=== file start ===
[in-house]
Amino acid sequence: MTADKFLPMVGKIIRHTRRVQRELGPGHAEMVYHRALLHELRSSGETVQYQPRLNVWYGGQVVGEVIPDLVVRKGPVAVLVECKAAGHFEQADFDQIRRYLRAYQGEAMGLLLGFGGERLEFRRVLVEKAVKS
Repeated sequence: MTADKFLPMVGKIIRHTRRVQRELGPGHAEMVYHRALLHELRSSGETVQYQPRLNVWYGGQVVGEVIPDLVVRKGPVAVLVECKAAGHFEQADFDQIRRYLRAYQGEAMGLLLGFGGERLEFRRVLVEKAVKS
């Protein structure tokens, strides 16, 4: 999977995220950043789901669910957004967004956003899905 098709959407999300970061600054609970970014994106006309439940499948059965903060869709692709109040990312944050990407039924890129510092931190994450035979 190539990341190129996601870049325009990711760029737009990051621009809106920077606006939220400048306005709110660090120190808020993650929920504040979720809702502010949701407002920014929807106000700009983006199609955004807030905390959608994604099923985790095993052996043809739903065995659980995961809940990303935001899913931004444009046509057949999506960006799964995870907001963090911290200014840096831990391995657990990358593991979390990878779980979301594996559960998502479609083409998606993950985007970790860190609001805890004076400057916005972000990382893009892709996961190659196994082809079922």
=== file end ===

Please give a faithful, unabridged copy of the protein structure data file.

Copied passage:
[in-house]
Amino acid sequence: MTADKFLPMVGKIIRHTRRVQRELGPGHAEMVYHRALLHELRSSGETVQYQPRLNVWYGGQVVGEVIPDLVVRKGPVAVLVECKAAGHFEQADFDQIRRYLRAYQGEAMGLLLGFGGERLEFRRVLVEKAVKS
Repeated sequence: MTADKFLPMVGKIIRHTRRVQRELGPGHAEMVYHRALLHELRSSGETVQYQPRLNVWYGGQVVGEVIPDLVVRKGPVAVLVECKAAGHFEQADFDQIRRYLRAYQGEAMGLLLGFGGERLEFRRVLVEKAVKS
């Protein structure tokens, strides 16, 4: 999977995220950043789901669910957004967004956003899905 098709959407999300970061600054609970970014994106006309439940499948059965903060869709692709109040990312944050990407039924890129510092931190994450035979 190539990341190129996601870049325009990711760029737009990051621009809106920077606006939220400048306005709110660090120190808020993650929920504040979720809702502010949701407002920014929807106000700009983006199609955004807030905390959608994604099923985790095993052996043809739903065995659980995961809940990303935001899913931004444009046509057949999506960006799964995870907001963090911290200014840096831990391995657990990358593991979390990878779980979301594996559960998502479609083409998606993950985007970790860190609001805890004076400057916005972000990382893009892709996961190659196994082809079922």